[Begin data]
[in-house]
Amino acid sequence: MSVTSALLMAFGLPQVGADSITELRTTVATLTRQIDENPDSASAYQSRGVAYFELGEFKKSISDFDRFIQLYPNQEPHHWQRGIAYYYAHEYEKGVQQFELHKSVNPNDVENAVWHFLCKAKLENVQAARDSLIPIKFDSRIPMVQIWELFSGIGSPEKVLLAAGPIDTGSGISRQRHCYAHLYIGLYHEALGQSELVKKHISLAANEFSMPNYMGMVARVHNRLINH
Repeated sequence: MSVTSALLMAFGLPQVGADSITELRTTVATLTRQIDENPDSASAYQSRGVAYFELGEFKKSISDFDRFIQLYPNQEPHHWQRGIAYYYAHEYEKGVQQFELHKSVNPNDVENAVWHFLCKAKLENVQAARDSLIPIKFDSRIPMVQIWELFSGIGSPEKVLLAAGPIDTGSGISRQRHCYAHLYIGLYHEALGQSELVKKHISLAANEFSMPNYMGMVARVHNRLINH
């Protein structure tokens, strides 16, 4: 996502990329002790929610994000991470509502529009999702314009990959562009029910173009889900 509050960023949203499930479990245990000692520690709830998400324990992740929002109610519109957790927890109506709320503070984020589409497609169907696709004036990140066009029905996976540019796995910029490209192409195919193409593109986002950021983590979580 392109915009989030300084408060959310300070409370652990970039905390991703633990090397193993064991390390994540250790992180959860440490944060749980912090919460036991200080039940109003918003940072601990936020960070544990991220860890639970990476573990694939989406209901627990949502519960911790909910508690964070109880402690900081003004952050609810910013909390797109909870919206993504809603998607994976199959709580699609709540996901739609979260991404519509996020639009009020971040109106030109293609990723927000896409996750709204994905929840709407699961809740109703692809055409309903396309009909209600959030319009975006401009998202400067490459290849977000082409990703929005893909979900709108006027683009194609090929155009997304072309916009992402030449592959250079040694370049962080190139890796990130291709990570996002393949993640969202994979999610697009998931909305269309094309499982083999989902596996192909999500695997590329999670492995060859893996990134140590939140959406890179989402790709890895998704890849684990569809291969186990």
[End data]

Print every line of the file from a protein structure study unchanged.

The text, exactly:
[in-house]
Amino acid sequence: MSVTSALLMAFGLPQVGADSITELRTTVATLTRQIDENPDSASAYQSRGVAYFELGEFKKSISDFDRFIQLYPNQEPHHWQRGIAYYYAHEYEKGVQQFELHKSVNPNDVENAVWHFLCKAKLENVQAARDSLIPIKFDSRIPMVQIWELFSGIGSPEKVLLAAGPIDTGSGISRQRHCYAHLYIGLYHEALGQSELVKKHISLAANEFSMPNYMGMVARVHNRLINH
Repeated sequence: MSVTSALLMAFGLPQVGADSITELRTTVATLTRQIDENPDSASAYQSRGVAYFELGEFKKSISDFDRFIQLYPNQEPHHWQRGIAYYYAHEYEKGVQQFELHKSVNPNDVENAVWHFLCKAKLENVQAARDSLIPIKFDSRIPMVQIWELFSGIGSPEKVLLAAGPIDTGSGISRQRHCYAHLYIGLYHEALGQSELVKKHISLAANEFSMPNYMGMVARVHNRLINH
């Protein structure tokens, strides 16, 4: 996502990329002790929610994000991470509502529009999702314009990959562009029910173009889900 509050960023949203499930479990245990000692520690709830998400324990992740929002109610519109957790927890109506709320503070984020589409497609169907696709004036990140066009029905996976540019796995910029490209192409195919193409593109986002950021983590979580 392109915009989030300084408060959310300070409370652990970039905390991703633990090397193993064991390390994540250790992180959860440490944060749980912090919460036991200080039940109003918003940072601990936020960070544990991220860890639970990476573990694939989406209901627990949502519960911790909910508690964070109880402690900081003004952050609810910013909390797109909870919206993504809603998607994976199959709580699609709540996901739609979260991404519509996020639009009020971040109106030109293609990723927000896409996750709204994905929840709407699961809740109703692809055409309903396309009909209600959030319009975006401009998202400067490459290849977000082409990703929005893909979900709108006027683009194609090929155009997304072309916009992402030449592959250079040694370049962080190139890796990130291709990570996002393949993640969202994979999610697009998931909305269309094309499982083999989902596996192909999500695997590329999670492995060859893996990134140590939140959406890179989402790709890895998704890849684990569809291969186990």